The Shadow to avoid. There's a real corker in this reworked Shadow tale.
Aboard a cabin cruiser, The Shadow... er, I mean Walt Kenny... is
trapped by the master crook in a tiny cabin of the ship with phosgene
gas being pumped in. And the room is booby trapped with lethal
electricity. How he escapes is a real joy to read. It would have been
another thrilling highpoint of the Shadow story, had it been published
as such.

Theodore Tinsley was noted for playing a little fast and loose with
reality, and it shows here in a few spots. In the finale of the story,
Alice explains she was able to successfully impersonate her brother.
"The deception was easy because Ned and I are, as you know, identical
twins.” The problem, there, is that identical twins are always of the
same sex. In the case of Alice and Ned, they would have been fraternal
twins, not identical. And the impersonation ploy wouldn't have worked.

In the climax, Inspector Cardona (OK, he's called Inspector Swanson,
here) is wary of a small glass vial that Martha Jackson claims contains
nitroglycerin. "He knew nitro when he saw it!" And here again, Tinsley
stretches the facts a bit. Since nitroglycerin is a colorless liquid, he
wouldn't know it when he saw it. That glass vial could just have easily
been filled with water or oil, both also colorless. But we must keep in
mind that this was pulp... and as such we can't be too demanding.

After reading this story, I pondered the question, could this story have
been salvaged for The Shadow magazine? Admittedly, the ending did not
fit with Street & Smith's editorial guidelines for The Shadow. There was
really no way to make adjustments, since the whole story was written
around the final finish. Having the villain be a man... even a man
wearing the disguise of an old woman... might have conformed to Street &
Smith's standards, but then would have contradicted some of the basic
clues set up earlier in the story. So I understand the editorial
decision not to use it.

But I still wish I could read the original version, where The Shadow was
the hero. But alas, that version seems to be lost to the ages. I've
never detected even a hint that the original version survived. Instead,
all we are left with is the rewritten version as published in Clues.
It's still worth the time to read, though.

It's a quite enjoyable pulp adventure/mystery that shows off Tinsley's
pulp skills. Most signs of it's Shadowy origins have been erased, so you
shouldn't expect to enjoy it as a Shadow novel. Only a few tantalyzing
hints remain. Instead, enjoy it as a fun pulp romp with Walt Kenny,
private detective. And dream of "what if..."

John
--
"Who knows what evil lurks in the hearts of men? The Shadow knows!"
The wonderful old pulp mystery stories are all reviewed at:

http://home.comcast.net/~deshadow/
Chuck
2014-09-05 18:41:46 UTC
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Post by John Olsen
SATAN'S SIGNATURE was originally published in the November 1941 issue of
Clues magazine, after being rejected by The Shadow Magazine... and
rewritten.
Very interesting. Thank you.

Chuck
John Olsen
2014-09-06 04:12:16 UTC
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Post by Chuck
Very interesting. Thank you.
Chuck
You're welcome, Chuck. I've been curious about this story ever since I
first heard about it. So I figured there would probably be some others
just as curious as I was. Hopefully I was able to answer a few
questions that we've all been wondering about.

John
--
"Who knows what evil lurks in the hearts of men? The Shadow knows!"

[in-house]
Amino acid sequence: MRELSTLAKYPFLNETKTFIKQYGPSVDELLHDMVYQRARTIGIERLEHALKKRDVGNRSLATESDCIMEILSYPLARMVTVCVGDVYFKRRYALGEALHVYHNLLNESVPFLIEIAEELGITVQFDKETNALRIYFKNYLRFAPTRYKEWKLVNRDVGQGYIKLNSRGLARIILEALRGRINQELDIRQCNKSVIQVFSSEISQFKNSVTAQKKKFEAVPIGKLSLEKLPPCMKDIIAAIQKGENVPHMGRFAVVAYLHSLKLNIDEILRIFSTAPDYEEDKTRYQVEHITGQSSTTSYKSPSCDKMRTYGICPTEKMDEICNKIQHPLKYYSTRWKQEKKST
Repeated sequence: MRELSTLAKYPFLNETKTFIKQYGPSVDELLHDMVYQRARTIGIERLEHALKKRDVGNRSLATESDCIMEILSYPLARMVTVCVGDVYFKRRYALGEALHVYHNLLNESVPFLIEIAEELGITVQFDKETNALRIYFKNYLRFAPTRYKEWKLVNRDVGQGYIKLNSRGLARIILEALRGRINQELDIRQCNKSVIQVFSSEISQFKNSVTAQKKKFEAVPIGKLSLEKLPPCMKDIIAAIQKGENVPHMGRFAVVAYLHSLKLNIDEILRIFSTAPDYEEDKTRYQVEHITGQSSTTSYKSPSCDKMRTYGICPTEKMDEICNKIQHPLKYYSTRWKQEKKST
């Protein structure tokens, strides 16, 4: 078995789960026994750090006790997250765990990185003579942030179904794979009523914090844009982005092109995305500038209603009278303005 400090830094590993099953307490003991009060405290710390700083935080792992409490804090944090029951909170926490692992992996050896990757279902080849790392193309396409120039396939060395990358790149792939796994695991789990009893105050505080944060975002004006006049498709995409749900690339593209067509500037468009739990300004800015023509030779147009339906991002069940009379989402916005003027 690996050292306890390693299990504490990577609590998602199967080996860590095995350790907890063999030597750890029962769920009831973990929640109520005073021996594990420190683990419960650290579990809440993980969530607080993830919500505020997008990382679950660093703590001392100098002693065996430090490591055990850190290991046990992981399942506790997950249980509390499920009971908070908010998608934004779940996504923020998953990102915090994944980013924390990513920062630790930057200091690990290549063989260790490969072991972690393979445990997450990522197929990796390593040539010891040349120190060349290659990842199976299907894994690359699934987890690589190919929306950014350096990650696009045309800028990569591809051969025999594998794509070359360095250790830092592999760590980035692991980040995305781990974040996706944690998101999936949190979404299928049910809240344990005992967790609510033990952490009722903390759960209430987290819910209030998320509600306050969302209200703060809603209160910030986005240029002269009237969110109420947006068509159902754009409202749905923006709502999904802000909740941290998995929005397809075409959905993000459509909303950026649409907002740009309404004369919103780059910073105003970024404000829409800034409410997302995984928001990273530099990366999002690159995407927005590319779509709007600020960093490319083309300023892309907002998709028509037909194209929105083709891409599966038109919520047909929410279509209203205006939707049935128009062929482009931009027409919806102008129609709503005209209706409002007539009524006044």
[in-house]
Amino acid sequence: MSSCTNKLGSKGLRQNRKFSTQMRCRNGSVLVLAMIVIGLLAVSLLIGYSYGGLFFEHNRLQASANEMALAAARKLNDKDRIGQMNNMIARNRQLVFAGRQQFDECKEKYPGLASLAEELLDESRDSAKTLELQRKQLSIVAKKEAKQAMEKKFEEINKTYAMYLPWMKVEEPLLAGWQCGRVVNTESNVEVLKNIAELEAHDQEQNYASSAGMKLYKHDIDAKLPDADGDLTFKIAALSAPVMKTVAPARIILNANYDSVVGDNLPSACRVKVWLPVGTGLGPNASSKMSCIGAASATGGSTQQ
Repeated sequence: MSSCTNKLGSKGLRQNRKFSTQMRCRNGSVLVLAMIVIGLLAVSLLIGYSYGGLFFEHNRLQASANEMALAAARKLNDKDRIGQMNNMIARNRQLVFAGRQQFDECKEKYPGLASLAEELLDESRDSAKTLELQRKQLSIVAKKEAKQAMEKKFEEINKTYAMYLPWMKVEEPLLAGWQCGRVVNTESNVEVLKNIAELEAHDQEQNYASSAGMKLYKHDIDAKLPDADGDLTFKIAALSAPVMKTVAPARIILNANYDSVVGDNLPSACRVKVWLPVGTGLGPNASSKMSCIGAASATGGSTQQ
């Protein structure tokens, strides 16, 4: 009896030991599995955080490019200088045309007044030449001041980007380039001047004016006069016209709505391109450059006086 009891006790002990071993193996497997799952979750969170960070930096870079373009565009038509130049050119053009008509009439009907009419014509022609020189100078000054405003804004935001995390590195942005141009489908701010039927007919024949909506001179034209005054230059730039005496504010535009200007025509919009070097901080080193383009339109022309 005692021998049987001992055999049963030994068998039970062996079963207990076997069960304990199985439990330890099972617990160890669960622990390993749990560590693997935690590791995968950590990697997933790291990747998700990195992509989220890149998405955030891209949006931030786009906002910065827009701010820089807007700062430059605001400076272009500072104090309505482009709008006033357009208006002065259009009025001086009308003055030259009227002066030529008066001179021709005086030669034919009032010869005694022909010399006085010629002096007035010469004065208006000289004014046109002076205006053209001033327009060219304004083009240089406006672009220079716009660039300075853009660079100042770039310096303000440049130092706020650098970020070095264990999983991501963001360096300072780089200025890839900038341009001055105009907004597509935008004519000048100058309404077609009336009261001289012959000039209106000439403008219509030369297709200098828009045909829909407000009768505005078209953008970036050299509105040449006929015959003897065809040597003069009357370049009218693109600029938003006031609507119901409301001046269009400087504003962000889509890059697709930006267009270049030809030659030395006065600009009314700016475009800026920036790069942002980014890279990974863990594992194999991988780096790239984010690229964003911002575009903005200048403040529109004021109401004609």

The wonderful old pulp mystery stories are all reviewed at:

http://home.comcast.net/~deshadow/
Chuck
2014-09-06 17:55:49 UTC
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Post by John Olsen
Post by Chuck
Very interesting. Thank you.
Chuck
You're welcome, Chuck. I've been curious about this story ever since I
first heard about it. So I figured there would probably be some others
just as curious as I was. Hopefully I was able to answer a few questions
that we've all been wondering about.
John
I never heard of it before your review. I love the pulps and I am a
completest. I got started with the Doc Savage Bantam reprint #62 The
Pirate's Ghost and haven't quit since. I have all the paperbacks of Doc,
The Shadow (many publishers), The Avenger, The Spider (again more than one
publisher) and am currently collecting (and reading - when I have the time)
the new reprints. Back when you had posted The Shadow as text files, I got
them all. I still have them. I waited until a good reader came along
(Kindle), because I can't read for long sitting at my computer. By then, a
new reprint series came along and I started with those. If the series are
ever finished, I'll start all over again and read them in the original
order.

I've always wanted to ask you a question. Do you only like the Shadow? I
love your reviews and would like to read some about other characters.

Chuck
John Olsen
2014-09-07 01:33:40 UTC
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"Do you only like the Shadow?
I love your reviews and would like to read some about other characters.
Ah, there's so much good pulp out there! I have to narrow my focus to
just The Shadow for now. But once I've finished reading (and reviewing)
them all for the second time, I'll be finished with The Shadow and may
move on to other pulp series.

The Spider is The Shadow on steroids. I've read enough of them to know
that I like them. That might be a good place to start...

John
--
"Who knows what evil lurks in the hearts of men? The Shadow knows!"
The wonderful old pulp mystery stories are all reviewed at:

http://home.comcast.net/~deshadow/
Chuck
2014-09-07 11:19:34 UTC
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Post by John Olsen
"Do you only like the Shadow?
I love your reviews and would like to read some about other characters.
Ah, there's so much good pulp out there! I have to narrow my focus to
just The Shadow for now. But once I've finished reading (and reviewing)
them all for the second time, I'll be finished with The Shadow and may
move on to other pulp series.
The Spider is The Shadow on steroids. I've read enough of them to know
that I like them. That might be a good place to start...
John
I'm looking forward to it.

Chuck